Federal judge temporarily blocks part of Kentucky law banning gender-affirming care for trans youths
Jun 28, 2023, 2:43 PM
(AP Photo/Timothy D. Easley, File)
LOUISVILLE, Ky. (AP) — A federal judge temporarily blocked Kentucky’s ban on gender-affirming care for transgender youths on Wednesday, taking the action shortly before the measure was set to take effect.
In issuing the preliminary injunction, U.S. District Judge David Hale sided with seven transgender minors and their parents, who sued the state officials responsible for enforcing the provisions banning the use of puberty blockers and hormones.
“Justice is served today as the most egregious parts of Kentucky’s anti-trans law are struck down by a federal judge,” said Chris Hartman, executive director of the Fairness Campaign, a Kentucky-based LGBTQ+ advocacy group.
Kentucky Republican Attorney General Daniel Cameron called it a “misguided decision” that “tramples the right” of state lawmakers to make public policy for the state. Cameron said his office will continue doing “everything in our power” to defend the measure.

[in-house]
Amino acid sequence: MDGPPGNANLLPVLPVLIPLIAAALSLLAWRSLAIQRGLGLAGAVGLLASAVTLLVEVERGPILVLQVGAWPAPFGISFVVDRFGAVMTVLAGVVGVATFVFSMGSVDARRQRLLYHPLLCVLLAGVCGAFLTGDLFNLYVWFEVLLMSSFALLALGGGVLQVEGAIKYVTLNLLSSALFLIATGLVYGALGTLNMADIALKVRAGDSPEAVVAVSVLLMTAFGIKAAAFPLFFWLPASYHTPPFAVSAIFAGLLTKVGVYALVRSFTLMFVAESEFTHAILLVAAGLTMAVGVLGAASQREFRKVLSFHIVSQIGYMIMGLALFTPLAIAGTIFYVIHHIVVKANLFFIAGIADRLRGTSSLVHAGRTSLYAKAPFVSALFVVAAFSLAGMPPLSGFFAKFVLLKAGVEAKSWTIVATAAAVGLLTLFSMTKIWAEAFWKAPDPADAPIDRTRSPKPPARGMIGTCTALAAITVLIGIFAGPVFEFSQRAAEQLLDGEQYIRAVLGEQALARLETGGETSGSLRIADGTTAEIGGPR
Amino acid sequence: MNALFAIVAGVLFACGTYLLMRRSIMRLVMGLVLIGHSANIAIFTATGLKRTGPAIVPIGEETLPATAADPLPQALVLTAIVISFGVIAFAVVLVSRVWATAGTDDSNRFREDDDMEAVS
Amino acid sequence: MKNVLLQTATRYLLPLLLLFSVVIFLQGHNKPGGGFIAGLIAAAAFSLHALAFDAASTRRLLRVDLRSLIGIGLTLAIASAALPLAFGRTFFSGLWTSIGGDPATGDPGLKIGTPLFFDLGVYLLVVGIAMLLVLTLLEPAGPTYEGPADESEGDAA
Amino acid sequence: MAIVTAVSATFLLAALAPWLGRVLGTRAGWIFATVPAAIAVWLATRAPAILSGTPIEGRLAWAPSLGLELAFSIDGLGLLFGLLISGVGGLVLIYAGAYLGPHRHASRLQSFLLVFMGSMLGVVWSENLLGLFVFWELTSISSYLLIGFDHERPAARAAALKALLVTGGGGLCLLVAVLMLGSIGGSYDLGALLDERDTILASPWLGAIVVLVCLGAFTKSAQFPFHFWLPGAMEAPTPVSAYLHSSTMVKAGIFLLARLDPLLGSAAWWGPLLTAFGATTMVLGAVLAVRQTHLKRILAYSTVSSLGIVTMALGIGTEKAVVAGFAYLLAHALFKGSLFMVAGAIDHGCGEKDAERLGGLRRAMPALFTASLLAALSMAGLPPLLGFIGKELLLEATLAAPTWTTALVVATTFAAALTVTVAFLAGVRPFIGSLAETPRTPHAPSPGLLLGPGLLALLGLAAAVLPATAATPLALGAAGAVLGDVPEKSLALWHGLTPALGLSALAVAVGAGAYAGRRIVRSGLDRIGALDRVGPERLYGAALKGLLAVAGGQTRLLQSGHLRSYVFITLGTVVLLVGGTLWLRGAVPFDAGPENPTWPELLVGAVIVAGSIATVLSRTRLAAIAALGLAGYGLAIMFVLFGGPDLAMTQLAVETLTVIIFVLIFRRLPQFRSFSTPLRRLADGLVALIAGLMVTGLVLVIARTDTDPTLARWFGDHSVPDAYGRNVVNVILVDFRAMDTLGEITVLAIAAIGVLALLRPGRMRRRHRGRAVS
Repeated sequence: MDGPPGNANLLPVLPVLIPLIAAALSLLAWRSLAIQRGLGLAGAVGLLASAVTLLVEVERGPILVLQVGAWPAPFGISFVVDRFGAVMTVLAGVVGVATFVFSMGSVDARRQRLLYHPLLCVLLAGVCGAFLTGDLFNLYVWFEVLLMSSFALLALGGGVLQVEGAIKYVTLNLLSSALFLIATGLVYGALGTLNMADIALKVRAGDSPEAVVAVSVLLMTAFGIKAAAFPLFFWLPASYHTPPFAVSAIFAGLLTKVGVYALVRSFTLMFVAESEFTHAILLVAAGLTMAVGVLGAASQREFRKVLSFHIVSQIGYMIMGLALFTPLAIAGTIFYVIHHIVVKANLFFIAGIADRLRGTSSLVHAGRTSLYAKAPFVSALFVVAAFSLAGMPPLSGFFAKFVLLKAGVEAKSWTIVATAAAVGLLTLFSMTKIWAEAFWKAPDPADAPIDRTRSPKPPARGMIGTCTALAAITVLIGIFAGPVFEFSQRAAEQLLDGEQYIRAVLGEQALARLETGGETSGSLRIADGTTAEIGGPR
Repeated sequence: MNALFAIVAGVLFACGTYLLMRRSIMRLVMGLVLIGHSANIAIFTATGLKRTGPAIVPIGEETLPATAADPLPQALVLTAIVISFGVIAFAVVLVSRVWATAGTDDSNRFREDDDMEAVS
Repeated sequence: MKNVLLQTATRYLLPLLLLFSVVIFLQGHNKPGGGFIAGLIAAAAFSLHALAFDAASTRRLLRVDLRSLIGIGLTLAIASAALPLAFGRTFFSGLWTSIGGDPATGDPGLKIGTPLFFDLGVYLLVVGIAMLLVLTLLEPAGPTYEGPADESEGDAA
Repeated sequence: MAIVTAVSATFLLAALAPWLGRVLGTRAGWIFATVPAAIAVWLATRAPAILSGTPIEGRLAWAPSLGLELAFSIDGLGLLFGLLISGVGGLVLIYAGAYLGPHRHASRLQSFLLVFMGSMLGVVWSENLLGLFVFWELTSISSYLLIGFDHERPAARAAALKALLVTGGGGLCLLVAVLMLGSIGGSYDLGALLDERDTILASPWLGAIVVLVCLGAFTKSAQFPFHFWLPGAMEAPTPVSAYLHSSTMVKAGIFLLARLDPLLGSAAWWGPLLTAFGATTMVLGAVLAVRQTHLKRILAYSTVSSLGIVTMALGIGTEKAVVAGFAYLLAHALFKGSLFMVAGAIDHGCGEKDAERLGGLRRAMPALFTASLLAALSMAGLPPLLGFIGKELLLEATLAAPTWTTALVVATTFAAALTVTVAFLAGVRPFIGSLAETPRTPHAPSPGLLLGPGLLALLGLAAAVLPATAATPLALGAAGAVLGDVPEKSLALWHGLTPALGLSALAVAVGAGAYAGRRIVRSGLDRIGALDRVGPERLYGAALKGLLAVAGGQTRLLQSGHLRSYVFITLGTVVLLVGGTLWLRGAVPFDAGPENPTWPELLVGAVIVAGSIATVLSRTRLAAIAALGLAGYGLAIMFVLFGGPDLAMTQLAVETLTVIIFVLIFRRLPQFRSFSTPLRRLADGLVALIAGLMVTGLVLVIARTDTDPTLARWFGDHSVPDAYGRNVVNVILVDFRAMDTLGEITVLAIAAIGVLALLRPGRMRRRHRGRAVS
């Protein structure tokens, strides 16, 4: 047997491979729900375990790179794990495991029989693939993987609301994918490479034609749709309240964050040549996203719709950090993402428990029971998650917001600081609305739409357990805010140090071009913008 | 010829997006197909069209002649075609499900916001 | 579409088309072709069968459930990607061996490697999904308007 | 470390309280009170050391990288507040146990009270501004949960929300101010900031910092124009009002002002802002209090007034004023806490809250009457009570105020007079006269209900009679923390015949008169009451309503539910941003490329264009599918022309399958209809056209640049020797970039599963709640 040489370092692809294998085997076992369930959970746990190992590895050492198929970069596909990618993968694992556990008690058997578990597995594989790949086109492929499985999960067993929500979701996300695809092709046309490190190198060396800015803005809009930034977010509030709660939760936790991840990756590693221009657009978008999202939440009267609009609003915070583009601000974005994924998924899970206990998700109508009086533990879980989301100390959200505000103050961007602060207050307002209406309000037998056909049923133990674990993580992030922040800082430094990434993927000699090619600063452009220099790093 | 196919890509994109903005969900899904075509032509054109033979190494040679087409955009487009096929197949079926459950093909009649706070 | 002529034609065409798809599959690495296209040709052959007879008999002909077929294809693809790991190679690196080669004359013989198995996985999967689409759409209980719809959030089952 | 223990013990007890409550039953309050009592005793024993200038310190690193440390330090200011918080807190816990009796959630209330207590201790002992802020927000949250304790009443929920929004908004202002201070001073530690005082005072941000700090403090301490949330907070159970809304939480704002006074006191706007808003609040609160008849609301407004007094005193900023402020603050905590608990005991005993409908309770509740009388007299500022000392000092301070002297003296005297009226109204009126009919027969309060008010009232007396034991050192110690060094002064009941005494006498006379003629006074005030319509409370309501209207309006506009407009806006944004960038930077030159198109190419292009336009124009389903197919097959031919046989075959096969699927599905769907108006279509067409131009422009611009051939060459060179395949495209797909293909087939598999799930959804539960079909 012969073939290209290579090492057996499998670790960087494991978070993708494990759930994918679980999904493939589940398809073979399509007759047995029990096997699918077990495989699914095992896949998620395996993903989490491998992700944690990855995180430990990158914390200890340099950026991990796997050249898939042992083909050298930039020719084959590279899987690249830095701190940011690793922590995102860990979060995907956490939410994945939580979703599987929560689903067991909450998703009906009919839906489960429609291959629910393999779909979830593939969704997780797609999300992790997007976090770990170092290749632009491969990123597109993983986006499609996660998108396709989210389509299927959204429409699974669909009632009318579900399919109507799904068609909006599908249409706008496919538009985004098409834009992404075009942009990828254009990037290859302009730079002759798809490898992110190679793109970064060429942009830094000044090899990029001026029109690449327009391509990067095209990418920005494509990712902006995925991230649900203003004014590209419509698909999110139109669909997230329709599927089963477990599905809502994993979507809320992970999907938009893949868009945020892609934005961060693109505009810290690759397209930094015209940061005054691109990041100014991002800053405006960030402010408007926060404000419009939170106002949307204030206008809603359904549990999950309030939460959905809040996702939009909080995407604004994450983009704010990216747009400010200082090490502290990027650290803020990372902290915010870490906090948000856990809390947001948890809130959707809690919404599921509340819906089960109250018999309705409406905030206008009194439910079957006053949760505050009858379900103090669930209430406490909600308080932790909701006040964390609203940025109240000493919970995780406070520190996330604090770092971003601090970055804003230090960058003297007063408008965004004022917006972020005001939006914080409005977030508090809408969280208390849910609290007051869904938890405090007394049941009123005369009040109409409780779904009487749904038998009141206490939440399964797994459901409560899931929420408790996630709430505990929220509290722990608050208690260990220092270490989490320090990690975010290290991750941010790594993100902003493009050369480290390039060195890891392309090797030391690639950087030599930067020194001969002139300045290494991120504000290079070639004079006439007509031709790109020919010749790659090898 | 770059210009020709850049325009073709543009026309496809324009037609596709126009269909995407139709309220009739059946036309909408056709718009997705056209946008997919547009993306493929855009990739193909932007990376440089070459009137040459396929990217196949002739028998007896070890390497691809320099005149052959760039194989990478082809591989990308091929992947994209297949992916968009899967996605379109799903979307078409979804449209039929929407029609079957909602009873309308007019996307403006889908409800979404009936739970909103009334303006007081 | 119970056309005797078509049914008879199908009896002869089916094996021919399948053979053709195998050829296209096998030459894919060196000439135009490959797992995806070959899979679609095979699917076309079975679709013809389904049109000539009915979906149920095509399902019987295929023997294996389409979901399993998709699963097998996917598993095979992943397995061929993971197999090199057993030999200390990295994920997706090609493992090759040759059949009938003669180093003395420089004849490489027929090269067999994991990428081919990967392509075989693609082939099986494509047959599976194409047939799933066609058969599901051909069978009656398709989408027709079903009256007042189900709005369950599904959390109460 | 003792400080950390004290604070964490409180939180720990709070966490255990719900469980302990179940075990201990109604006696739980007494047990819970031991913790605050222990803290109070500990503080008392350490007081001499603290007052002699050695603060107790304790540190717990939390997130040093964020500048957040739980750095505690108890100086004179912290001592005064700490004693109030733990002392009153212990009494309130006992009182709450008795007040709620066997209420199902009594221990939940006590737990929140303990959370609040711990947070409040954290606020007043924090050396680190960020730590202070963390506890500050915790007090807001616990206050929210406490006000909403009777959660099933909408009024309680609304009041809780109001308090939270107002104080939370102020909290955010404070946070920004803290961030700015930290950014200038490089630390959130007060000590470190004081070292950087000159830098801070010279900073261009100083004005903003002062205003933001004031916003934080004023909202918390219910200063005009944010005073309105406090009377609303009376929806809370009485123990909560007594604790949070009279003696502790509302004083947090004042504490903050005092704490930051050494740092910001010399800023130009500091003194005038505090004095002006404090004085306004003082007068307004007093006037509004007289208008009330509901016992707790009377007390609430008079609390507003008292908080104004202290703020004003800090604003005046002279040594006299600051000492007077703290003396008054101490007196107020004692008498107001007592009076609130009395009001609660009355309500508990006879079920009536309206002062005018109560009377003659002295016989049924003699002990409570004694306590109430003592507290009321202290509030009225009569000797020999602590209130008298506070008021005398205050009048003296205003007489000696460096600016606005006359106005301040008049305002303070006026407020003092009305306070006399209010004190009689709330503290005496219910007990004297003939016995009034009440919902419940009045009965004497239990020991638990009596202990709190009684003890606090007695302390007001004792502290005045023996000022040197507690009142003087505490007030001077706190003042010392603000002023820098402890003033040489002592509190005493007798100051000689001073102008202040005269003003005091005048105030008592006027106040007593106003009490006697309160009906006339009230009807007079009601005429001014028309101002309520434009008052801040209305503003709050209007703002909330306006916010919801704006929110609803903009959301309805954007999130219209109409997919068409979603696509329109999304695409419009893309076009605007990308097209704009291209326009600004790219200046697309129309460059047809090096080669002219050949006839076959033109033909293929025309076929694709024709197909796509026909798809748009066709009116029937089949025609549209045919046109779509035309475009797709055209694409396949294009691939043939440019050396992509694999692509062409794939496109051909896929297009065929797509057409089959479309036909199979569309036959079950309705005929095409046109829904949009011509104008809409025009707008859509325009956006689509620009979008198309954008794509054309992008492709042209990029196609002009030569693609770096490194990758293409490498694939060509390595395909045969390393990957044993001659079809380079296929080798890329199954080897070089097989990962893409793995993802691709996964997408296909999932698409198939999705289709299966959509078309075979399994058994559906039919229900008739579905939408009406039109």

At least 20 states have now enacted laws restricting or banning gender-affirming medical care for transgender minors, and most of those states face lawsuits.
A federal judge struck down Arkansas’ ban as unconstitutional last week, and federal judges have temporarily blocked bans in Alabama and Indiana. Oklahoma has agreed to not enforce its ban while opponents seek a temporary court order blocking it. A federal judge has blocked Florida from enforcing its ban on three children who have challenged the law.
In their lawsuit, the Kentucky plaintiffs claim that the prohibition interferes with parental rights to seek established medical treatment for their children.
The plaintiffs requested a preliminary injunction to prevent the disputed portion of the law from taking effect on Thursday.
In his order, Hale concluded that the plaintiffs showed “a strong likelihood of success on the merits” of their constitutional challenges to the contested portion of the measure.
In his order, the judge said that if the disputed sections were allowed to take effect, they would “eliminate treatments that have already significantly benefited six of the seven minor plaintiffs and prevent other transgender children from accessing these beneficial treatments in the future.”